‘I love Atlanta’: Joc Pederson receives Braves World Series ring

Former Braves outfielder Joc Pederson holds his daughter, Poppy, as he is presented his World Series ring by Braves pitchers Luke Jackson and Ian Anderson, sporting pearls, before the Giants played the Braves on Monday in Atlanta. (Curtis Compton/Atlanta Journal-Constitution via AP)

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Former Braves outfielder Joc Pederson holds his daughter, Poppy, as he is presented his World Series ring by Braves pitchers Luke Jackson and Ian Anderson, sporting pearls, before the Giants played the Braves on Monday in Atlanta. (Curtis Compton/Atlanta Journal-Constitution via AP)

Joc Pederson received the same greeting in his return to Truist Park as he did during his first appearance as a Brave: a standing ovation.

Pederson was the first of the Braves’ fate-altering outfield additions last July. He received the call that he’d been dealt from the Cubs to the Braves, who just lost Ronald Acuña to an ACL tear, before the second half began. His arrival was the beginning of one of the greatest stories in Atlanta sports history, with the Braves – who were one game under .500 when they acquired Pederson – surging through the summer and fall to earn their second World Series title.

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One of Pederson’s fonder memories from that era: his first appearance with the Braves. It was a late-game pinch-hit opportunity July 16 against the Rays. Pederson recalls that evening because Truist Park introduced him with a standing ovation.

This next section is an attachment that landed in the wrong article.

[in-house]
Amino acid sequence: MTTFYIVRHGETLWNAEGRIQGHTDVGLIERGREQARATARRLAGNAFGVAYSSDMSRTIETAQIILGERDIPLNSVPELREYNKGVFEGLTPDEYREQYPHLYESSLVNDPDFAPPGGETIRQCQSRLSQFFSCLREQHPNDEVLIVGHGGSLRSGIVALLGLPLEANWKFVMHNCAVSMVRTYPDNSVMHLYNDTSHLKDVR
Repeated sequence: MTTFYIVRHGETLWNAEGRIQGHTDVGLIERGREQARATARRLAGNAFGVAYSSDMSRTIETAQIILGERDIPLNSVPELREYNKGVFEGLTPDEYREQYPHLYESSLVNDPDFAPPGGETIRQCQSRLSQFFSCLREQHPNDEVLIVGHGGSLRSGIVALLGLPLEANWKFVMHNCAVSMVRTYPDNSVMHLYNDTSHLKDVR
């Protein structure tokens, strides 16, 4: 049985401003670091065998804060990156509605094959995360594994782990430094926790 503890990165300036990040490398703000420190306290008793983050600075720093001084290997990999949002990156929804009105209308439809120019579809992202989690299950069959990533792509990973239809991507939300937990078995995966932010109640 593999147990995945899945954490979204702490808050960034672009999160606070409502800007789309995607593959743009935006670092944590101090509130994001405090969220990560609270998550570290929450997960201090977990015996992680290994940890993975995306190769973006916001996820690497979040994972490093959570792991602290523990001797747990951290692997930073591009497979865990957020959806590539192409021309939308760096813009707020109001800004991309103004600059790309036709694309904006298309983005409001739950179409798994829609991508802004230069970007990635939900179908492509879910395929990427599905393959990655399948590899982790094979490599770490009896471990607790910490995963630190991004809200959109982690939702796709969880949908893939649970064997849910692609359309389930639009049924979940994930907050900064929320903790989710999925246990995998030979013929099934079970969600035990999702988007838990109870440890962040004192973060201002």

“It just felt different,” Pederson said. “That was the first time I’d been traded midseason. They were so welcoming. I remember taking fly balls in the outfield during batting practice, and the ushers called me over. All they wanted to do was say hi, introduce themselves and tell me they were happy I’m here. To have that hospitality of people all around, the security guards, it was really special.”

Pederson returned to that place Monday. Despite playing only 79 games with the Braves, Pederson made his mark by injecting the team with a refreshed energy and enthusiasm. The community and fan base responded as Pederson became an adored figure during the Braves’ championship run.

The man who wore pearls as he tormented the Brewers in the National League Division Series, and famously declared that the Braves “just might be those …” felt the love from the moment he approached the stadium. The security guards and stadium workers gave him a warm reception.

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Some of Pederson’s Giants teammates entering with him remarked, “Gosh, you were here for two months. What’s the deal?”

“I don’t know,” Pederson said. “It’s a special spot.”

Pederson, who wasn’t in the starting lineup against lefty Max Fried, received his ring during an on-field ceremony before Monday’s game. Truist Park gave him another standing ovation as he was introduced and proudly showed his ring to the crowd. Pederson had input on the ring’s design, which features a single pearl on the side and a “We Are Those …” inscription on the inside. Pederson said he was pleasantly surprised by both additions – they weren’t his recommendation.

“I’ve seen pictures, and it’s pretty special,” Pederson said. “But to (receive) it in front of this fan base, how much they appreciated us throughout that run, it’s going to mean even more to celebrate with them and with the people who made it happen.”